Puppy Palooza 1

Trisha Anderson gets Dixie’s attention for a photo Saturday. outside Pet Expo. The store held its first Puppy Palooza party, which had games and vendors for dog owners and dogs.

MANKATO — Dixie the pomapoo stood on a platform Saturday outside Pet Expo in Mankato as her owner, Trisha Anderson, worked to get her attention for a photo.

The 6-month-old is about as photogenic as a dog can be. It helped that she just got a fresh haircut at the groomers the day before.

Anderson directed Dixie’s attention forward at just the right times for Victoria Morsching to snap photos. The portraits were among at least 80 pooch pics posted to an album on Facebook Saturday to mark the store’s first Puppy Palooza party.

The event brought in rescue organizations, dog and human food vendors, games for children, and of course, plenty of socializing for dogs like Dixie. Anderson said she also has an 8-year-old Labrador-huskie mix, and she couldn’t remember such a big puppy party held in Mankato before.

“We’ve never seen anything that involved this,” she said. “For Pet Expo to put this on and have all these local organizations is pretty awesome.”

Pet stores tend to have a steady clientele. Dogs need food, after all, not to mention new toys.

Puppy Palooza was a way to bring regulars together at the same time while welcoming newcomers, said Morsching, Pet Expo’s digital marketing associate.

“After a year of being kind of stuck indoors, I really thought it would be fun for people to get out,” she said.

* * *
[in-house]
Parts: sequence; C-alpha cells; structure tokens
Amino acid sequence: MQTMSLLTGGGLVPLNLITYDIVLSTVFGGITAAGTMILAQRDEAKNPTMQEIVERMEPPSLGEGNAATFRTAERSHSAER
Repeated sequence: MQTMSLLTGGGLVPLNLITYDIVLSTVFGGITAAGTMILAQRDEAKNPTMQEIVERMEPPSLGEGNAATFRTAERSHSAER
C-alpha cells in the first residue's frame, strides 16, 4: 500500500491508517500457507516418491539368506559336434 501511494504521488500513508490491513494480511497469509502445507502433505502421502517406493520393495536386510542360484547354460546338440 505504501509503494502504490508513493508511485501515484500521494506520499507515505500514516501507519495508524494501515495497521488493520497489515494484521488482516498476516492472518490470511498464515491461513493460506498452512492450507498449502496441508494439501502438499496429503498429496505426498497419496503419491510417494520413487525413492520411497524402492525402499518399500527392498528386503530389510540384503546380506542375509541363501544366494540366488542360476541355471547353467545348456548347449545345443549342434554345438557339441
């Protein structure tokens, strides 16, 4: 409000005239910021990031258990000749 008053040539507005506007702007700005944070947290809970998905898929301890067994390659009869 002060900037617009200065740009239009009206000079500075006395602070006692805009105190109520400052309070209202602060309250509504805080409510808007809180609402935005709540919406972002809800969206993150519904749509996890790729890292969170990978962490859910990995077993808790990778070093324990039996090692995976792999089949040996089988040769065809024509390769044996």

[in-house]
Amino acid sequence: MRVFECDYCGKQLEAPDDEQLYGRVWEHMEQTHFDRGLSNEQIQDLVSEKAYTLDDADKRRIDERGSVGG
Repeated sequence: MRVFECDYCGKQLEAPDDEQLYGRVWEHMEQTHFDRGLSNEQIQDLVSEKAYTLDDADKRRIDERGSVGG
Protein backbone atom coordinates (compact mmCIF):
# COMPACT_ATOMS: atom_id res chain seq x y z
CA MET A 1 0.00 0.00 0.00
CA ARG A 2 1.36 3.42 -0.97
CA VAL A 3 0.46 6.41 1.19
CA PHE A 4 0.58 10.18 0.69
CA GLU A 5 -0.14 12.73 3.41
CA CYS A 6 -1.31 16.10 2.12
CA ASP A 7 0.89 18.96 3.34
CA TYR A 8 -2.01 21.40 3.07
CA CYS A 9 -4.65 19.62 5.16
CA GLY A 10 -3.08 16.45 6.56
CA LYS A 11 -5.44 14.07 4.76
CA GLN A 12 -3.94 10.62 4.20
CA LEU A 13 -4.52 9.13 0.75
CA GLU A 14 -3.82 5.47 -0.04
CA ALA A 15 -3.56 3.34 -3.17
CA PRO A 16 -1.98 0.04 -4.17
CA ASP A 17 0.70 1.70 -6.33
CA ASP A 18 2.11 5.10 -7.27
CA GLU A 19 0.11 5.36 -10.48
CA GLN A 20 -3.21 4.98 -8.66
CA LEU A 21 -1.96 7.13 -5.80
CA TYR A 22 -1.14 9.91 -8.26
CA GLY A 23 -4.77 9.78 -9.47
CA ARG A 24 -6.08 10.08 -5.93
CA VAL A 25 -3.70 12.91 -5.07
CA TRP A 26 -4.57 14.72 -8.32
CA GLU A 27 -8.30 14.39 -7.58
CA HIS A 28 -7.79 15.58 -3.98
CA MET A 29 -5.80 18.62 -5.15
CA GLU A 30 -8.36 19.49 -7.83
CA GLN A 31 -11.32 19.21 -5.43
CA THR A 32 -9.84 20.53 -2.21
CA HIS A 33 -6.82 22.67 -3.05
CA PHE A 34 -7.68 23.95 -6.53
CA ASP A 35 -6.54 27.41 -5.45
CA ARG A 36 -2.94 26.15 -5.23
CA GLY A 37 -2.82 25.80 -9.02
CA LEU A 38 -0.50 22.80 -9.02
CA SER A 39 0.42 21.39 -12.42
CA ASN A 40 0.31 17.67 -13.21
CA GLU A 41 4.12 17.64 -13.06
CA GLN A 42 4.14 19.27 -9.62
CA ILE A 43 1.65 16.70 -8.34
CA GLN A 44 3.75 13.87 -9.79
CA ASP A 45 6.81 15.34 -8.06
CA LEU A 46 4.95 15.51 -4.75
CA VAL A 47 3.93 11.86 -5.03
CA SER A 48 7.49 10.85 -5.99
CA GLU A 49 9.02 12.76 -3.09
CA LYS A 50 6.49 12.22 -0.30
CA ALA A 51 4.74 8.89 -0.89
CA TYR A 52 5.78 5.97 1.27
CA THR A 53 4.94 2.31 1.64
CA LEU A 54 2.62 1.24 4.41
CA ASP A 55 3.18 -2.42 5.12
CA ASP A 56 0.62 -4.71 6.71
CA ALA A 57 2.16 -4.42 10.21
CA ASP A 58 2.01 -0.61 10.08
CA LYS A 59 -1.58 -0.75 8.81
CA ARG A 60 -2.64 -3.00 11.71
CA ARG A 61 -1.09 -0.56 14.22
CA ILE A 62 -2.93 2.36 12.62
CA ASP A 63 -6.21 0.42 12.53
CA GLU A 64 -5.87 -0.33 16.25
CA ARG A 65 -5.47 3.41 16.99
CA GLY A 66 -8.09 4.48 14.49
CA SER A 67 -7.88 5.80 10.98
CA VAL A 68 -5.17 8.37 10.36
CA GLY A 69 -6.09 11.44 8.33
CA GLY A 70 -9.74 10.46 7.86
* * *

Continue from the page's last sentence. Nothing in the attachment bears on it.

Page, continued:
Because owners need to buy essentials for their pets, Pet Expo kept fairly busy during the COVID-19 pandemic. The store adjusted by offering more curbside orders, Morsching said.

The pandemic did prevent the store from hosting dog adoption events indoors as it did before. Instead, Morsching said Pet Expo brought in three rescue organizations Saturday, Mending Spirits, Rejection Collection Boxer Rescue and For Pets.

Mending Spirits had puppies with special needs available for adoption, said volunteer Kelly Hanson.

“It’s always great to get out in public just so people are aware we’re here and what we do,” she said.

Interest in dog adoption seemed high during much of the pandemic at the nonprofit. It’s slowed a bit, according to Hanson, but that’s not unexpected in the summer.

For a first-time event, she said Saturday’s event was encouraging. People and their pets were having fun, and perhaps some of them might decide to bring a new dog home.

“Everyone brought their dogs,” Hanson said. “It’s wonderful.”

Follow Brian Arola @BrianArola

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